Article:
Bowel Cancer Awareness Campaign

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Are you aged between 60 -74?

If so make sure you know about the importance of bowel screening.

To order a bowel screening kit please click here or call 0800 707 6060

What is bowel screening?

Bowel Cancer screening involves testing people for signs that could mean a cancer is developing.

Bowel cancer screening aims to detect bowel cancer at an early stage when treatment is more likely to work. It can also sometimes prevent bowel cancer from developing in the first place.

Bowel screening currently uses Faecal Occult Blood Testing, also called FOBT or FOB. This means looking for hidden traces of blood in stool or faeces.  You test for tiny traces of blood that you might not be able to see. You do the test in your own home, using a testing kit.

When will I receive my test kit and what does it look like?

bowel

The screening programmes send a bowel cancer testing kit (FOB testing) every 2 years to people aged between 60 and 74. You need to be registered with a GP to get your screening invitation.

People aged over 74 or people who have not received a kit in the last two years and are aged between 60-74 can request a screening kit by contacting the bowel cancer screening helpline on 0800 707 6060 or click here.

How do I complete the test kit?

https://www.youtube.com/watch?v=m2f-wY0C_1Q

What happens when I get my result?

You usually get the results of your tests 2 weeks later. Most people have a normal result. This doesn’t completely rule out cancer. So, it is important to get to know your body and what is normal for you.

An unclear result after an FOB test

Some people have an unclear result. This means there was a slight suggestion of blood in the sample. If this happens, the programme will send you another kit and ask you to do the test again. This is because the result could have been caused by other medical conditions.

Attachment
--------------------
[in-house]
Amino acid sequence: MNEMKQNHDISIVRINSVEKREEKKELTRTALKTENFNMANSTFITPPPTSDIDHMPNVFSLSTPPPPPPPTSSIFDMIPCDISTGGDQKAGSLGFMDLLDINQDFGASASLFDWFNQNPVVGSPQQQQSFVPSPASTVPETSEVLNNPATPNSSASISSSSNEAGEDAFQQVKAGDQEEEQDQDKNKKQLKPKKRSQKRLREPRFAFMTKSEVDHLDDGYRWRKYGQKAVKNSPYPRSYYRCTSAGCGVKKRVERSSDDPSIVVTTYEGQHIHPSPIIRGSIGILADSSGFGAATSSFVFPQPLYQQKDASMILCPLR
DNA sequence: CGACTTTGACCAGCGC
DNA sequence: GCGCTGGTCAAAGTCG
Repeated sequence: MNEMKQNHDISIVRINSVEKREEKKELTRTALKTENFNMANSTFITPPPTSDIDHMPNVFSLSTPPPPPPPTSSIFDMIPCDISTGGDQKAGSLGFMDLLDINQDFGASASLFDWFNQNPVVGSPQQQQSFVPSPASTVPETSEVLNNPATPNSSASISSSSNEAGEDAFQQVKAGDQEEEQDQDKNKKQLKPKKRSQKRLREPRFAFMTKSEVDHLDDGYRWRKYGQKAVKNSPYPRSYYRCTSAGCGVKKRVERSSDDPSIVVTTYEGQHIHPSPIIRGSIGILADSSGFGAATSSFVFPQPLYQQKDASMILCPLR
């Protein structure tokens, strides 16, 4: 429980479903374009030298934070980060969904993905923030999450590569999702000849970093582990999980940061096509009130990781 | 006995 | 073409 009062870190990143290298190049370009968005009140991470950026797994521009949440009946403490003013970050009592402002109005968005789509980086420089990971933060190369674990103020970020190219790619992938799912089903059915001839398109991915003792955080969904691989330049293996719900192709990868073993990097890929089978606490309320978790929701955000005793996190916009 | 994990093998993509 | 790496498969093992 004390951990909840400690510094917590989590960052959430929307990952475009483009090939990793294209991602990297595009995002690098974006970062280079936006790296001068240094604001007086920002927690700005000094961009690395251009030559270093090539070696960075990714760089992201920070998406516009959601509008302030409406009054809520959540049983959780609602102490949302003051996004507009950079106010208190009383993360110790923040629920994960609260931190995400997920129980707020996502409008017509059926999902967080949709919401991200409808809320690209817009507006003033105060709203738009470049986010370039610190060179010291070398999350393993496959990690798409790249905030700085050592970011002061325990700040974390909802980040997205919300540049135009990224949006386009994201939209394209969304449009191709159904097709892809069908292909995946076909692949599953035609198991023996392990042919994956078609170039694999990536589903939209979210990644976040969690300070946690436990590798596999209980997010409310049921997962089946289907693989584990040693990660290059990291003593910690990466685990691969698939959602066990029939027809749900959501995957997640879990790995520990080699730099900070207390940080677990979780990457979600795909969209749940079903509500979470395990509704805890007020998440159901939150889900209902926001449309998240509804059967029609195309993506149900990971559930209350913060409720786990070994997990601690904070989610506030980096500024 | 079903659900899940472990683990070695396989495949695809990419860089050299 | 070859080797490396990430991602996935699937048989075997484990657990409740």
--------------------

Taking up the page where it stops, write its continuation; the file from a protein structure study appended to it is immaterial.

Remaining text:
An abnormal result

The screening programme may ask you to do the test again. Or you may have an appointment to see a specialist nurse at a bowel screening centre. The nurse will talk to you about having a test to look at the inside of your bowel. This is called a colonoscopy.

Of those having a colonoscopy, around

  • half (50%) do not have cancer or polyps
  • 4 in 10 people (40%) have a polyp
  • 1 in 10 people (10%) have cancer

See your GP if you have any unusual changes that don’t go away, such as:

  • Bleeding from the back passage (rectum) or blood in your stool
  • A change in normal bowel habits
  • A lump that your doctor can feel in your back passage or abdomen (more commonly on the right side)
  • A feeling of needing to strain in your back passage (as if you need to pass a bowel motion), even after opening your bowels
  • Losing weight
  • Pain in your abdomen or back passage
  • A lower than normal level of red blood cells (anaemia)

For more information please visit

Bowel Cancer UK or Cancer Research UK

Alternatively to order a testing kit please call – 0800 707 6060